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When man introduced barter trade, the essence of the innovation was to enable every individual to attain his or her individual interests with reference to the acquisition of different goods and services. As revealed by Adam Smith, humans are naturally inclined to relate to each other in the quest of achieving personal interests, and this forms the basis of the relationships between different people in the business.
In a capitalist world, individuals only care about their personal gains, but their efforts in reaching their personal objectives come in handy in the attainment of other people’s goals. Smith looks into the development of sufficient products in the country, and the human factors that are integrated to meet the demands of every individual in the nation.
This paper focuses on Adam Smith’s description of economic relations between people, businesses and nations as they interact in a capitalist environment. To engage in economic relations, people, businesses, and nations have to develop a need to satisfy their different private economic interests. As Smith states, ‘One man, we shall suppose, has more of a certain commodity than he himself has occasion for, while another has less’ (Smith 2005, p. 25).
Smith is a critic and a philosopher in every sense of the words because he provides a comprehensive description of the relationship between people and the factors that influence their interaction in a capitalist environment. He begins by highlighting the complex understanding of how human beings in a nation develop the products that are supposed to suffice the entire society.
From his description, it is apparent that human beings in a given society have to integrate their efforts to develop marketable products that enable every individual in the nation to become economically independent. The national capital is generated from the articulation of the competencies held by the people, the available resources, and the political-economic policies governing the production and sales processes. In the civilised nations, the governments develop policies that enable every individual to enjoy a good life regardless of their occupations (Smith 2005).
The development of economic relationships between people, businesses, and nations depends on the goods and service produced by individuals. According to Smith, labour is the most important part of the production process in a capitalist environment. He explains that the production level in a given nation is dependent on the competence levels of the individual labourers. The production quotient also relies on the number of people involved in the provision of labour in the nation building projects.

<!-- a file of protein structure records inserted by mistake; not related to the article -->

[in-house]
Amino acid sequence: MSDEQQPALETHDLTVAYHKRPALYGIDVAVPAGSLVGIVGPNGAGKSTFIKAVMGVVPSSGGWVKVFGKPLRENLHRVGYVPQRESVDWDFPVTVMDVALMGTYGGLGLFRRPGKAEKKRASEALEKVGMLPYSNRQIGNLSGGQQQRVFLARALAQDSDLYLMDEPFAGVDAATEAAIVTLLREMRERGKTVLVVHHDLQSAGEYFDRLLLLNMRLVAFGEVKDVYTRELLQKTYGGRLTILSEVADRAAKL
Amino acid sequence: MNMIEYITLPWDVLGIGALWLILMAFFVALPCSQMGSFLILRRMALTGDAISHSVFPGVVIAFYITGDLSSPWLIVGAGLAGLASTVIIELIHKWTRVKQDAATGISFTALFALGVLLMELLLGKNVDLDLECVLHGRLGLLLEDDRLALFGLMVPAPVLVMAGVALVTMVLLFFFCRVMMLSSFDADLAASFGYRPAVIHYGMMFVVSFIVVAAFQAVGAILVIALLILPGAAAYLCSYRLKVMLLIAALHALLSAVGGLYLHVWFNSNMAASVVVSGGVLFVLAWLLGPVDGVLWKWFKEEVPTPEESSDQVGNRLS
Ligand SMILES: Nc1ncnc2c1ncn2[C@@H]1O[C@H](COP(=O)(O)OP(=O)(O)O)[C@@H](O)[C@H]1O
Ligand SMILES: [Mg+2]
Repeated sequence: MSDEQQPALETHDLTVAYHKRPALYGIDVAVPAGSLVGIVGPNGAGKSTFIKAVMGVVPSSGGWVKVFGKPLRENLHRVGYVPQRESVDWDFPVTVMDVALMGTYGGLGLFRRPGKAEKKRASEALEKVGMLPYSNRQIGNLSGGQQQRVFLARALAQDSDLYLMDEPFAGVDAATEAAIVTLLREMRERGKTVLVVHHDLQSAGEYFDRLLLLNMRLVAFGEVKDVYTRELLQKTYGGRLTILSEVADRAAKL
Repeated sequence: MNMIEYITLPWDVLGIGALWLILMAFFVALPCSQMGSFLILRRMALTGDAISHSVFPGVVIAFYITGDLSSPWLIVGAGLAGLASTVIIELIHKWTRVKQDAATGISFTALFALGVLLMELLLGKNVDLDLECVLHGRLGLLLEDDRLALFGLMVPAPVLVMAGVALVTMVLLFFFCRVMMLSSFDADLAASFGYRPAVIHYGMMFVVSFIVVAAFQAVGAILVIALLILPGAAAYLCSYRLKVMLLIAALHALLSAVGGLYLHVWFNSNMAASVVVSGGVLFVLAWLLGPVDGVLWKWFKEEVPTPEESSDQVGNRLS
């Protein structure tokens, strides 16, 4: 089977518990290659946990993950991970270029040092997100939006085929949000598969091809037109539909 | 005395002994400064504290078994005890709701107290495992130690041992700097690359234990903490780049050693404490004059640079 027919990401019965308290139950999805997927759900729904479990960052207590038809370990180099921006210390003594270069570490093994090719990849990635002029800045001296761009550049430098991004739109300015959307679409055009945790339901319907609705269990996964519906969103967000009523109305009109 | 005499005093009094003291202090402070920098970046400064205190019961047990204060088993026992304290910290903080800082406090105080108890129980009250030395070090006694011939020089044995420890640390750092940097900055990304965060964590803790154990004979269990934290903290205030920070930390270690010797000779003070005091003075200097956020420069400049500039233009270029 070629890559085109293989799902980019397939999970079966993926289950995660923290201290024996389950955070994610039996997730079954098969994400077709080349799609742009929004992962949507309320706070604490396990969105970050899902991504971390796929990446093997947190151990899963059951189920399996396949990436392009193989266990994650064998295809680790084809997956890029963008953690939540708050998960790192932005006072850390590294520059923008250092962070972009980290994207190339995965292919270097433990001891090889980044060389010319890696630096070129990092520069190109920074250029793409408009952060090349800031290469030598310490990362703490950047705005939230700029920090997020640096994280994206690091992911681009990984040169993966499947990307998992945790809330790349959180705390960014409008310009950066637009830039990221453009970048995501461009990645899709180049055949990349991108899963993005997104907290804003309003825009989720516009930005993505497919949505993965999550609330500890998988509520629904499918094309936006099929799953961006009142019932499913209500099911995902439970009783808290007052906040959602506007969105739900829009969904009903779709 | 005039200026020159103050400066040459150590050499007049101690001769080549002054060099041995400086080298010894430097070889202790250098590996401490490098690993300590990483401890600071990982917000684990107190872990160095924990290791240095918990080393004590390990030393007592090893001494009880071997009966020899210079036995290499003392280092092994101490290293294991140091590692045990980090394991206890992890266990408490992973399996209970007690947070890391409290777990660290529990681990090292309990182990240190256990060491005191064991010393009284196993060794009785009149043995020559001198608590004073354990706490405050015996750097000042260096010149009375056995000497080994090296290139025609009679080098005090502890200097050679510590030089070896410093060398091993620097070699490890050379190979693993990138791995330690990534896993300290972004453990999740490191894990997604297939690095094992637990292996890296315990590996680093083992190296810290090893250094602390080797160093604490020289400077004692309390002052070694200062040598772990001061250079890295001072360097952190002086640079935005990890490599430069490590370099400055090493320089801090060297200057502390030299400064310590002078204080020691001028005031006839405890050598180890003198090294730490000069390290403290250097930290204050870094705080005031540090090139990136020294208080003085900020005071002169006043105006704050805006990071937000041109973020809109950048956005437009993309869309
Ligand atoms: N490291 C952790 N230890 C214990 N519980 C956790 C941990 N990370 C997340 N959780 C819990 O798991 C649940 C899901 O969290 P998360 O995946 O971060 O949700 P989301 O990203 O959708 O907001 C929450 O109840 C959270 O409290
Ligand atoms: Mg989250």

In this light, he claims that nations with lower unemployment rates have a lower rate of poverty. His sentiments are backed by the fact that the production level of a community depends on the people involved in the process. For instance, Smith states ‘a proportionable increase of the productive powers of labour’ (Smith 2005, p. 12). Smith emphasises on the importance of the division of labour in the society. He claims that the division of labour determines the number of people involved in the annual production process in the nation.
Their productivity translates to the economic performance of the nation in question. In addition, Smith claims that the division of labour increases productivity because it leads to the development of expertise among the labourers in different areas of the workflow. As Smith claims, the dexterity of an individual in handling a specific task increases his or her productivity.
Adam Smith defines the economic relationship between people, businesses and nations as a quest for individual interests. In addition, he claims that the process is naturally oriented toward individuals using their talents to make their products desirable to other people. He emphasises that two people must have different requirements that they can provide for each other for trade to happen.
Smith believes that trade is a result of the reciprocal needs of individuals, and it forms the basis of the interaction between different people in a capitalist environment. He states further that the development of currency was gradual, starting from using metal as the means of exchange. Business persons abandoned the use of metal and shifted to the use of coins. In the current world, money is the main mode of exchange of different products.
The presence of money in a society means that despite the involvement of different people in the production of different commodities in a nation, there are people in the chain who receive larger shares of the currency. This phenomenon has led to the division of the society into different socioeconomic groups.
For instance, lawyers and blacksmiths belong to different economic groups. Smith reveals that the only difference between people in different positions of the economic ladder is the relevance of the skills they possess. This difference does not necessarily mean that having more contribution to the nationwide production translates to higher income levels in a capitalist world (Smith 2005).
According to Adam Smith, capitalism entails the development of individual interests, and the pursuit of the aggressive pursuit of the interests. This process leads to the development of the national production, but the level of power in the labour determines the amount of resources available for the people. Indeed, the development of economic relationships depends on the existence of distinct interests, which result in trade between two or more individuals.
Smith, A. 2005, An inquiry into the nature and cause of the wealth of nations.
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